A Welfare Adviser can advise you about what documents you might be able to provide in support of your application. Please be reassured that successful applications have been made with no supporting documents where none are available.
If someone else knows about the circumstances of your estrangement, for example a professional person outside your family e.g. a teacher, social worker, or doctor, then a letter from them confirming your situation would be very helpful.
However, very often students who are estranged from their parents have not had any contact with a professional person in relation to the estrangement, in which case such a letter would not be required. Sometimes students ask someone who knows the situation, for example a friend or family member to provide a letter.
Where appropriate your Welfare Adviser will also write a letter of support for your SFE application. The adviser can email your independent application directly to the Independent Team at SFE, which means you should have a decision very quickly, usually within a few days.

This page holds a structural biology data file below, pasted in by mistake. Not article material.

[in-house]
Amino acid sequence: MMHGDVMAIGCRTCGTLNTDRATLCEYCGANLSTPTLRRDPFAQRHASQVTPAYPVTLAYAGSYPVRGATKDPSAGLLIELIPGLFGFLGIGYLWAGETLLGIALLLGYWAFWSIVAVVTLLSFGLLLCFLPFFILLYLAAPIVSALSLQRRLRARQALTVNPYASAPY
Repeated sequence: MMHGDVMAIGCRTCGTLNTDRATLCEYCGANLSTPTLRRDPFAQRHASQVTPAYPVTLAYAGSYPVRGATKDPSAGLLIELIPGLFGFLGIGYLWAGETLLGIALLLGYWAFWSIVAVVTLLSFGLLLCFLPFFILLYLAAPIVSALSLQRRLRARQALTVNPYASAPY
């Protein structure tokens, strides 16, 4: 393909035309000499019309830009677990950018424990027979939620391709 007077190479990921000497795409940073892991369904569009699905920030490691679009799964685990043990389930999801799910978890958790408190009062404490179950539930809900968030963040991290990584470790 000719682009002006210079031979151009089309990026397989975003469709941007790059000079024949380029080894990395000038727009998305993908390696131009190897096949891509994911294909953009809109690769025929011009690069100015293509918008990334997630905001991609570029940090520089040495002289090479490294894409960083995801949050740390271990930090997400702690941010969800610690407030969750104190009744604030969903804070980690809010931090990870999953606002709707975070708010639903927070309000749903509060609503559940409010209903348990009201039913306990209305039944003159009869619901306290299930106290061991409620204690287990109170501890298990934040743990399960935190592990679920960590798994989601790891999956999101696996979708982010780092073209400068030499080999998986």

If you are able to provide confirmation of estrangement from a professional person, you can either ask them to write a letter or complete a ‘Confirmation of Estrangement form’. This form can be sent to you by SFE if you contact them to declare estrangement. It should also appear in your ‘to do list’ on your online SFE account if you declare estrangement as part of your online student finance application.
Alternatively, SFE may accept a statutory declaration. This is a statement which you would write to confirm your circumstances and which you would then say under oath in the presence of someone who is authorised to hear it (e.g. a Solicitor, or a Notary who works in a Solicitors’ office). That person has to sign the statutory declaration to certify that they have heard it. You can search for a notary on The Notaries Society website. The cost will vary but can be as little as £5.
We have written a template statutory declaration in Appendix 2 to help you formulate your own, and a Welfare Adviser can help you to write it.